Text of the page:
War Diary

On October 19, 1942 the Commander in Chief of the Navy issued new guidance to the fleet regarding the ship’s logbook. His order, COMINCH 3899, directed that the logbook be divided into three sections: Part I Columns (the weather page); Part II Administrative Remarks (routine business like personnel changes), and; Part III Operational Remarks (War Diary) CONFIDENTIAL. Part III was to be kept separate from the other two sections. A typical example is shown in Fig. 1. It is notable that this document series was only formally declassified by the National Declassification Center a few years ago.

The purpose of this change was to decrease the likelihood that useful intelligence could be gleaned if the ship’s logbook fell into the wrong hands. In the first days of the war there were six U.S. Navy ships that were scuttled in shallow water and later salvaged by the Japanese Navy, and one captured outright, the USS Luzon (PR-3). During 1942 several S-class submarines were also accidentally grounded and abandoned in hostile territory. But perhaps the stunning success of the British Royal Navy capturing German naval codebooks and all-important Enigma machines in 1941 was the main inspiration. More about this in The Guardian.

Figure 1. An example of a War Diary from the destroyer USS Macdonough from 1 November 1943. On this day the Macdonough departed Pearl Harbor to join Task Force 52 en route to the Gilbert Islands and the invasions of Tarawa and Makin Island.

The key point for our purposes is after late 1942 the navigation data does not appear on the Part I weather page except as a single noon notation expressed only in whole degrees. The detailed navigation data was moved to the War Diary. The 3899 directive was in force until the spring of 1944, when the logbook format returned to something close to the historical pattern, insofar as the navigation data was moved back to the weather page.

Due to the time lag in getting new format log sheets out to the fleet in 1942, and again in the spring of 1944, there is considerable variance in when a particular ship’s logbook reflects these changes. Moreover, when COMINCH 3899 was issued, there were no pre-printed sheets for the new scheme available at all, so for several months the War Diary was typed out on a blank sheet that roughly followed the new instructions.

All this means that the workflow we’ll use to capture the navigation data during this period will need to be quite flexible. However, a benefit for those interested in the ship’s stories is that the War Diaries will soon be part of a new Navigation workflow. As you will see, these first-hand accounts can be extraordinarily compelling, even when written in the normally dispassionate language of the ship’s logbook.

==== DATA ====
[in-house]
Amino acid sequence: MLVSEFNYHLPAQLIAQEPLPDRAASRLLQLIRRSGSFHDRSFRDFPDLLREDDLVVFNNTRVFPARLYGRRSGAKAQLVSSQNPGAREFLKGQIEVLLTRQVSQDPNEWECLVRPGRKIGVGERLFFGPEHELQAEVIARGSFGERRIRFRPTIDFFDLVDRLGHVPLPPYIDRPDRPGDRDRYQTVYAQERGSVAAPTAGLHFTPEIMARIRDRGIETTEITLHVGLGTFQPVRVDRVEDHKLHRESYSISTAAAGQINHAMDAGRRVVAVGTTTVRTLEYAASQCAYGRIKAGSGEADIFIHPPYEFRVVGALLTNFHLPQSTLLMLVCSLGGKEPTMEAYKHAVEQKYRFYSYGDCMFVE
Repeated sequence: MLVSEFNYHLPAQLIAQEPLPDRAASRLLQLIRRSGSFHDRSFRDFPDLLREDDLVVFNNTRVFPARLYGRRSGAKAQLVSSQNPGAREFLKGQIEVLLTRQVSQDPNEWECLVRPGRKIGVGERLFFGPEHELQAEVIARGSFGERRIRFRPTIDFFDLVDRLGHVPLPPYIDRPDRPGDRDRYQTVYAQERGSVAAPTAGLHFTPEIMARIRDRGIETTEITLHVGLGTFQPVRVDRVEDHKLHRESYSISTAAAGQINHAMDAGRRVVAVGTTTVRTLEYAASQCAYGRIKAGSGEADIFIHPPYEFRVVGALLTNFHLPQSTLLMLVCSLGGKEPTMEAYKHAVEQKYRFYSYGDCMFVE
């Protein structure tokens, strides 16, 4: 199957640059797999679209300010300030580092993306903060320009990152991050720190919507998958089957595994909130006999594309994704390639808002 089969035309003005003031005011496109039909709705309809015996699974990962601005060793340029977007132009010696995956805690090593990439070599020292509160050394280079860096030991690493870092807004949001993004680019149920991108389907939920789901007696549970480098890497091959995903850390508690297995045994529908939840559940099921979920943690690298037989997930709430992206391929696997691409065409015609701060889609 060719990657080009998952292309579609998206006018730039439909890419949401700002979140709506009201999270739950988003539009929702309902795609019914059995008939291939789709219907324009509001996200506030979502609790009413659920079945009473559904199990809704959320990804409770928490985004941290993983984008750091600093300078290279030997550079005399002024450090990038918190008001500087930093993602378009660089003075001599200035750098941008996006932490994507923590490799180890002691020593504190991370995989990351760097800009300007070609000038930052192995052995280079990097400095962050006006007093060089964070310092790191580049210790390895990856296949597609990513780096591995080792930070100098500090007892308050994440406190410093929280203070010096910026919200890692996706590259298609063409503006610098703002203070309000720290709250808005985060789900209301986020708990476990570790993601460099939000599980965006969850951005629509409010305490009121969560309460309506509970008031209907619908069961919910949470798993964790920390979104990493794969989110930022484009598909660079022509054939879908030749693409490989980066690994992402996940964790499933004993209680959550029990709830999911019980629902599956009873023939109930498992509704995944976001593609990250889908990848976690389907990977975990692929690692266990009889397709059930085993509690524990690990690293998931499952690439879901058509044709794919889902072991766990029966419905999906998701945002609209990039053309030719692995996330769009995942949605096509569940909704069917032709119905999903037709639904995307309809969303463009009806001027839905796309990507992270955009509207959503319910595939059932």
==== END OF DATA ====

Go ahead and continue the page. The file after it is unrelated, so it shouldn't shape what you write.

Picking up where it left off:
Finally, the separation of the navigation data from the weather pages of the logbook may have affected the amount of U.S. Navy weather data originally key-punched by the Weather Bureau in the early 1950s, and later migrated into the present International Comprehensive Ocean-Atmosphere Data Set (ICOADS). Since only weather observations associated with a ship’s position were punched, loss of collation with the navigation data may well be a factor. Departures in the number of observations per day captured in ICOADS during and after the period COMINCH 3899 was in force (Figure 2) is suggestive of such a loss. This further supports the need for the data (and metadata) recovery we are working on together.

Figure 2. Time-series of the number of U.S. Navy daily weather observations key-punched by the Weather Bureau and migrated into ICOADS Deck 195. Marked changes in the number of observations captured per day occur at the beginning and end of the period COMINCH 3899 was in force, and most dramatically at the conclusion of the war in Europe (VE), when the Navy rapidly drew down the number of ships in the Atlantic Ocean.

About Kevin Wood

Dr Wood has been fascinated by ships and the ocean since childhood. Before becoming a climatologist, he spent more than 25 years as an officer in the U.S. Merchant Marine. The Seas of Knowledge project and Old Weather are a natural combination of his interests, blending science, maritime history, and seafaring in the service of advancing our understanding of climate and climate change, especially in the polar regions. Dr. Wood is currently a research scientist at the University of Washington's Cooperative Institute for Climate, Ocean & Ecosystem Studies, and at NOAA's Pacific Marine Environmental Laboratory, where in addition to his work in historical climatology he leads a field research project in the Arctic using undersea robots.

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